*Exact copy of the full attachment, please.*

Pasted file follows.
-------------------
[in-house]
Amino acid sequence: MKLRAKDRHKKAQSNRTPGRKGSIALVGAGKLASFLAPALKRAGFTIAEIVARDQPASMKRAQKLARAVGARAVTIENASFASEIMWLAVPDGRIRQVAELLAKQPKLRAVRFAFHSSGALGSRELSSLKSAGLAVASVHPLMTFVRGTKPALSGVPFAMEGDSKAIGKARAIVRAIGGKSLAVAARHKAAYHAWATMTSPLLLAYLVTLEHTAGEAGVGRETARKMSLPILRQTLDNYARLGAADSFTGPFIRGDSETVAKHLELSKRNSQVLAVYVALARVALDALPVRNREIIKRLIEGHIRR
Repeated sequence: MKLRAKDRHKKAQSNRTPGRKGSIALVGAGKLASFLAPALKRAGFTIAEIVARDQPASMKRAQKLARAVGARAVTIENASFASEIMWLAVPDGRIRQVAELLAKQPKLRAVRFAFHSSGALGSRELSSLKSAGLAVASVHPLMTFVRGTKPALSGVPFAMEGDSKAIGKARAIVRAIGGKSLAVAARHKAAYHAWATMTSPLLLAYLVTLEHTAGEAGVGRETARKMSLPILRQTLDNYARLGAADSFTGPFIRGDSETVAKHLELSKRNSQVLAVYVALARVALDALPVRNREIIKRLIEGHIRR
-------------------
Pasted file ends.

[in-house]
Amino acid sequence: MKLRAKDRHKKAQSNRTPGRKGSIALVGAGKLASFLAPALKRAGFTIAEIVARDQPASMKRAQKLARAVGARAVTIENASFASEIMWLAVPDGRIRQVAELLAKQPKLRAVRFAFHSSGALGSRELSSLKSAGLAVASVHPLMTFVRGTKPALSGVPFAMEGDSKAIGKARAIVRAIGGKSLAVAARHKAAYHAWATMTSPLLLAYLVTLEHTAGEAGVGRETARKMSLPILRQTLDNYARLGAADSFTGPFIRGDSETVAKHLELSKRNSQVLAVYVALARVALDALPVRNREIIKRLIEGHIRR
Repeated sequence: MKLRAKDRHKKAQSNRTPGRKGSIALVGAGKLASFLAPALKRAGFTIAEIVARDQPASMKRAQKLARAVGARAVTIENASFASEIMWLAVPDGRIRQVAELLAKQPKLRAVRFAFHSSGALGSRELSSLKSAGLAVASVHPLMTFVRGTKPALSGVPFAMEGDSKAIGKARAIVRAIGGKSLAVAARHKAAYHAWATMTSPLLLAYLVTLEHTAGEAGVGRETARKMSLPILRQTLDNYARLGAADSFTGPFIRGDSETVAKHLELSKRNSQVLAVYVALARVALDALPVRNREIIKRLIEGHIRR